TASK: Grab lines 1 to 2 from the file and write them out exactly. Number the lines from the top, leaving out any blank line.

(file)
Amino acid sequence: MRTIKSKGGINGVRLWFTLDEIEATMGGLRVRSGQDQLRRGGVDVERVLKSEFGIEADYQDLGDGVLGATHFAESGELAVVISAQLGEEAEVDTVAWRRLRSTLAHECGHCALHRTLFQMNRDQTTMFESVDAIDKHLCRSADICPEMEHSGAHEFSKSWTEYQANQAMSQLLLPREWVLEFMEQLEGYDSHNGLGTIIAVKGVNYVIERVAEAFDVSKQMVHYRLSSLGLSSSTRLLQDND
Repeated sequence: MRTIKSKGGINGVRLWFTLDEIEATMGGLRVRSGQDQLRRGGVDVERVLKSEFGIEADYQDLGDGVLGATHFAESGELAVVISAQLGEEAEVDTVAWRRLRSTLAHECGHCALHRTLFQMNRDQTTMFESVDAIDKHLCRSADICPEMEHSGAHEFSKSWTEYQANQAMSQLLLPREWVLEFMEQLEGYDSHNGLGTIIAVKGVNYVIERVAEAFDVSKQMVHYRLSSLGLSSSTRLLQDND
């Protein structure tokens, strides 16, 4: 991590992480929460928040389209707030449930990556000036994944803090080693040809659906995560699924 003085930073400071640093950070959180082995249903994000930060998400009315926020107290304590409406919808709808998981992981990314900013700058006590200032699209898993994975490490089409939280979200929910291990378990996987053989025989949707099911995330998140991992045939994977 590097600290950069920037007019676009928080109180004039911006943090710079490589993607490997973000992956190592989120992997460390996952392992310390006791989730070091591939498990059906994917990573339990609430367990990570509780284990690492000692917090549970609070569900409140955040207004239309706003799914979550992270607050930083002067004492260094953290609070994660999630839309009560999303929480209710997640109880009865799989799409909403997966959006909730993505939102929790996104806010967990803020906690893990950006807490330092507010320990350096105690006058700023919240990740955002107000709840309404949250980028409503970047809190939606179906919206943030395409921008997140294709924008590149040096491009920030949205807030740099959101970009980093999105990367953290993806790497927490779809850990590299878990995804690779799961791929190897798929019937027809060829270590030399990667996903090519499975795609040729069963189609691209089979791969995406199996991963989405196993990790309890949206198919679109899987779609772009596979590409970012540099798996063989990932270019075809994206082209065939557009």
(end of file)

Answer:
Amino acid sequence: MRTIKSKGGINGVRLWFTLDEIEATMGGLRVRSGQDQLRRGGVDVERVLKSEFGIEADYQDLGDGVLGATHFAESGELAVVISAQLGEEAEVDTVAWRRLRSTLAHECGHCALHRTLFQMNRDQTTMFESVDAIDKHLCRSADICPEMEHSGAHEFSKSWTEYQANQAMSQLLLPREWVLEFMEQLEGYDSHNGLGTIIAVKGVNYVIERVAEAFDVSKQMVHYRLSSLGLSSSTRLLQDND
Repeated sequence: MRTIKSKGGINGVRLWFTLDEIEATMGGLRVRSGQDQLRRGGVDVERVLKSEFGIEADYQDLGDGVLGATHFAESGELAVVISAQLGEEAEVDTVAWRRLRSTLAHECGHCALHRTLFQMNRDQTTMFESVDAIDKHLCRSADICPEMEHSGAHEFSKSWTEYQANQAMSQLLLPREWVLEFMEQLEGYDSHNGLGTIIAVKGVNYVIERVAEAFDVSKQMVHYRLSSLGLSSSTRLLQDND